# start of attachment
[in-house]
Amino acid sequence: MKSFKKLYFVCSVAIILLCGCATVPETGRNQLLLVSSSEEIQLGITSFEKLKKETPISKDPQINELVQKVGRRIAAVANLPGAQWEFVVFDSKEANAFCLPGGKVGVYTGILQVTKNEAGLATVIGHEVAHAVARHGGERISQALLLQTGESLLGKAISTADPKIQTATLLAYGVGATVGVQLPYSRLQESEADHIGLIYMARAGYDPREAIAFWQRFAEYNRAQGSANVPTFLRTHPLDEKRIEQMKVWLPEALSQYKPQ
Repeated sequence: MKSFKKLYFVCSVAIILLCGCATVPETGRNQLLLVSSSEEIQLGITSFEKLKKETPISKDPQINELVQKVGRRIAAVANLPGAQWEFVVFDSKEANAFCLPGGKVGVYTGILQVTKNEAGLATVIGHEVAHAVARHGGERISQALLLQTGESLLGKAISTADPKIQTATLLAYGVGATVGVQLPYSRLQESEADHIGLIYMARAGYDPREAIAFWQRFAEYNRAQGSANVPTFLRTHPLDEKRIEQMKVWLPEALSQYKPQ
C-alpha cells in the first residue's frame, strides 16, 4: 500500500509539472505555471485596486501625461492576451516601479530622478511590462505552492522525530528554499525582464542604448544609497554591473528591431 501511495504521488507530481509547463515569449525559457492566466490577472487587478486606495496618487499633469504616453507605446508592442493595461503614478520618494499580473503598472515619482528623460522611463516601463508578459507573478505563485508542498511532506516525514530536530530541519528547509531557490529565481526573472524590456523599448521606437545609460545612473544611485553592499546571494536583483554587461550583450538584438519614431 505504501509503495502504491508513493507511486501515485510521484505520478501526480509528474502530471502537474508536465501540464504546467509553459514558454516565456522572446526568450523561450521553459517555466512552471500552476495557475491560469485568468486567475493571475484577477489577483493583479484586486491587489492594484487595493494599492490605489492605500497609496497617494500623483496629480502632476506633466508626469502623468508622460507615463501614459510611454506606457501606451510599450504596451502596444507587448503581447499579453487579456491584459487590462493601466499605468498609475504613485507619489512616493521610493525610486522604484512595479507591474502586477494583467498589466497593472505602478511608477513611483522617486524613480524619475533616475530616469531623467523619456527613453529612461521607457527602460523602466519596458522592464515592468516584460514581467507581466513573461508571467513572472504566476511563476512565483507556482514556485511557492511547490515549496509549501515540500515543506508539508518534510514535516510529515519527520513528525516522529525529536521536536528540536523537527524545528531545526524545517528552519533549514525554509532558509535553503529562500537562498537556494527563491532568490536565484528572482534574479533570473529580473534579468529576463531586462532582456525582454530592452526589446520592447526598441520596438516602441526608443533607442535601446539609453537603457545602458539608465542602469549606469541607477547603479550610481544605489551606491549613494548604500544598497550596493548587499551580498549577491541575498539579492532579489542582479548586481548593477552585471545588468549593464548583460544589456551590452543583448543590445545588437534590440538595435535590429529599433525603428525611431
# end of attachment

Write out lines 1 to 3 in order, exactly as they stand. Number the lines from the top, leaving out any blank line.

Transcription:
[in-house]
Amino acid sequence: MKSFKKLYFVCSVAIILLCGCATVPETGRNQLLLVSSSEEIQLGITSFEKLKKETPISKDPQINELVQKVGRRIAAVANLPGAQWEFVVFDSKEANAFCLPGGKVGVYTGILQVTKNEAGLATVIGHEVAHAVARHGGERISQALLLQTGESLLGKAISTADPKIQTATLLAYGVGATVGVQLPYSRLQESEADHIGLIYMARAGYDPREAIAFWQRFAEYNRAQGSANVPTFLRTHPLDEKRIEQMKVWLPEALSQYKPQ
Repeated sequence: MKSFKKLYFVCSVAIILLCGCATVPETGRNQLLLVSSSEEIQLGITSFEKLKKETPISKDPQINELVQKVGRRIAAVANLPGAQWEFVVFDSKEANAFCLPGGKVGVYTGILQVTKNEAGLATVIGHEVAHAVARHGGERISQALLLQTGESLLGKAISTADPKIQTATLLAYGVGATVGVQLPYSRLQESEADHIGLIYMARAGYDPREAIAFWQRFAEYNRAQGSANVPTFLRTHPLDEKRIEQMKVWLPEALSQYKPQ